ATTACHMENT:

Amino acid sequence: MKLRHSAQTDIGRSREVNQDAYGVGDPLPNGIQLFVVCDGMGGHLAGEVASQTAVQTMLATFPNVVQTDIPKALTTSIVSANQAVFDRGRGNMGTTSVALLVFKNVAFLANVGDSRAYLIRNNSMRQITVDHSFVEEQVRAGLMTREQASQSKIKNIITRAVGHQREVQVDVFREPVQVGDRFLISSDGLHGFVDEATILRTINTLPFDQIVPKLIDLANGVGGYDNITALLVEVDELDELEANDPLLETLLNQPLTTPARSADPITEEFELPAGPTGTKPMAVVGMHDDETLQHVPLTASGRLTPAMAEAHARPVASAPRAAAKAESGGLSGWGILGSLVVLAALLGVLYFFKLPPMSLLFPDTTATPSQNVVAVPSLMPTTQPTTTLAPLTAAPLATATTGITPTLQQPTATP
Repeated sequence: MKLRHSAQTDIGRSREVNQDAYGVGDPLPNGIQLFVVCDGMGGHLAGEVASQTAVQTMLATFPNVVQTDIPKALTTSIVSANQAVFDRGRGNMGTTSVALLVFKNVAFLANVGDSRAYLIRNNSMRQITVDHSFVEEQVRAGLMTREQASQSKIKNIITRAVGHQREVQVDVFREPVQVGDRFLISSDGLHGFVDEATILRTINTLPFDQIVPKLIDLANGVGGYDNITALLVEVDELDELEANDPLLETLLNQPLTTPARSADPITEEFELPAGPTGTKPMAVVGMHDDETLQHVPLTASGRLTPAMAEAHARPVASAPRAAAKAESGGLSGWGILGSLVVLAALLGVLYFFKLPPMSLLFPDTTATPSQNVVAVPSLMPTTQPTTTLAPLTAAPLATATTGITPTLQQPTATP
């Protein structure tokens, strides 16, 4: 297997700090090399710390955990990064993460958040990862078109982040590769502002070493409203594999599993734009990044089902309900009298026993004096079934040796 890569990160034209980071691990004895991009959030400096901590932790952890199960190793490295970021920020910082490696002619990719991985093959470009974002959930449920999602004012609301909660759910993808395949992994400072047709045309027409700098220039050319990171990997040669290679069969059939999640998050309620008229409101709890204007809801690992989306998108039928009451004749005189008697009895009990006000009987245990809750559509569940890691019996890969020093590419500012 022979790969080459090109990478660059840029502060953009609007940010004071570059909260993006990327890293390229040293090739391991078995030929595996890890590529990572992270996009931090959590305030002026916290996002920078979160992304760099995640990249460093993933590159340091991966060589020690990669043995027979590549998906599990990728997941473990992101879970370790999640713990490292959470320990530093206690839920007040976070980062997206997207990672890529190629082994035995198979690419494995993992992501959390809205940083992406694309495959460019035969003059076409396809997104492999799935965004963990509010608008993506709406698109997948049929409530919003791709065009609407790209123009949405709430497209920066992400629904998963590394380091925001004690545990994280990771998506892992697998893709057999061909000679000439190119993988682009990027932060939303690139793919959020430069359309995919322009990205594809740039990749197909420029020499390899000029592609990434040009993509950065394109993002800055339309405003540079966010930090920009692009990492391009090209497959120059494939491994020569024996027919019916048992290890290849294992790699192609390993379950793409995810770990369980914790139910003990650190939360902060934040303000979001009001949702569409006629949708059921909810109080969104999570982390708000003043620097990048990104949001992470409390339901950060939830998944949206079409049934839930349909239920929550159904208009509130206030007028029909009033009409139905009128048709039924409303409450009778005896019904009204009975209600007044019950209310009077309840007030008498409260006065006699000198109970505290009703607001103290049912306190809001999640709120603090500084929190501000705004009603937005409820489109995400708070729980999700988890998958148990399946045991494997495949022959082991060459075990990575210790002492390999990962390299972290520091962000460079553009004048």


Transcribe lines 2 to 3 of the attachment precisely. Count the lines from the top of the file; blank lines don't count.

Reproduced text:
Repeated sequence: MKLRHSAQTDIGRSREVNQDAYGVGDPLPNGIQLFVVCDGMGGHLAGEVASQTAVQTMLATFPNVVQTDIPKALTTSIVSANQAVFDRGRGNMGTTSVALLVFKNVAFLANVGDSRAYLIRNNSMRQITVDHSFVEEQVRAGLMTREQASQSKIKNIITRAVGHQREVQVDVFREPVQVGDRFLISSDGLHGFVDEATILRTINTLPFDQIVPKLIDLANGVGGYDNITALLVEVDELDELEANDPLLETLLNQPLTTPARSADPITEEFELPAGPTGTKPMAVVGMHDDETLQHVPLTASGRLTPAMAEAHARPVASAPRAAAKAESGGLSGWGILGSLVVLAALLGVLYFFKLPPMSLLFPDTTATPSQNVVAVPSLMPTTQPTTTLAPLTAAPLATATTGITPTLQQPTATP
């Protein structure tokens, strides 16, 4: 297997700090090399710390955990990064993460958040990862078109982040590769502002070493409203594999599993734009990044089902309900009298026993004096079934040796 890569990160034209980071691990004895991009959030400096901590932790952890199960190793490295970021920020910082490696002619990719991985093959470009974002959930449920999602004012609301909660759910993808395949992994400072047709045309027409700098220039050319990171990997040669290679069969059939999640998050309620008229409101709890204007809801690992989306998108039928009451004749005189008697009895009990006000009987245990809750559509569940890691019996890969020093590419500012 022979790969080459090109990478660059840029502060953009609007940010004071570059909260993006990327890293390229040293090739391991078995030929595996890890590529990572992270996009931090959590305030002026916290996002920078979160992304760099995640990249460093993933590159340091991966060589020690990669043995027979590549998906599990990728997941473990992101879970370790999640713990490292959470320990530093206690839920007040976070980062997206997207990672890529190629082994035995198979690419494995993992992501959390809205940083992406694309495959460019035969003059076409396809997104492999799935965004963990509010608008993506709406698109997948049929409530919003791709065009609407790209123009949405709430497209920066992400629904998963590394380091925001004690545990994280990771998506892992697998893709057999061909000679000439190119993988682009990027932060939303690139793919959020430069359309995919322009990205594809740039990749197909420029020499390899000029592609990434040009993509950065394109993002800055339309405003540079966010930090920009692009990492391009090209497959120059494939491994020569024996027919019916048992290890290849294992790699192609390993379950793409995810770990369980914790139910003990650190939360902060934040303000979001009001949702569409006629949708059921909810109080969104999570982390708000003043620097990048990104949001992470409390339901950060939830998944949206079409049934839930349909239920929550159904208009509130206030007028029909009033009409139905009128048709039924409303409450009778005896019904009204009975209600007044019950209310009077309840007030008498409260006065006699000198109970505290009703607001103290049912306190809001999640709120603090500084929190501000705004009603937005409820489109995400708070729980999700988890998958148990399946045991494997495949022959082991060459075990990575210790002492390999990962390299972290520091962000460079553009004048």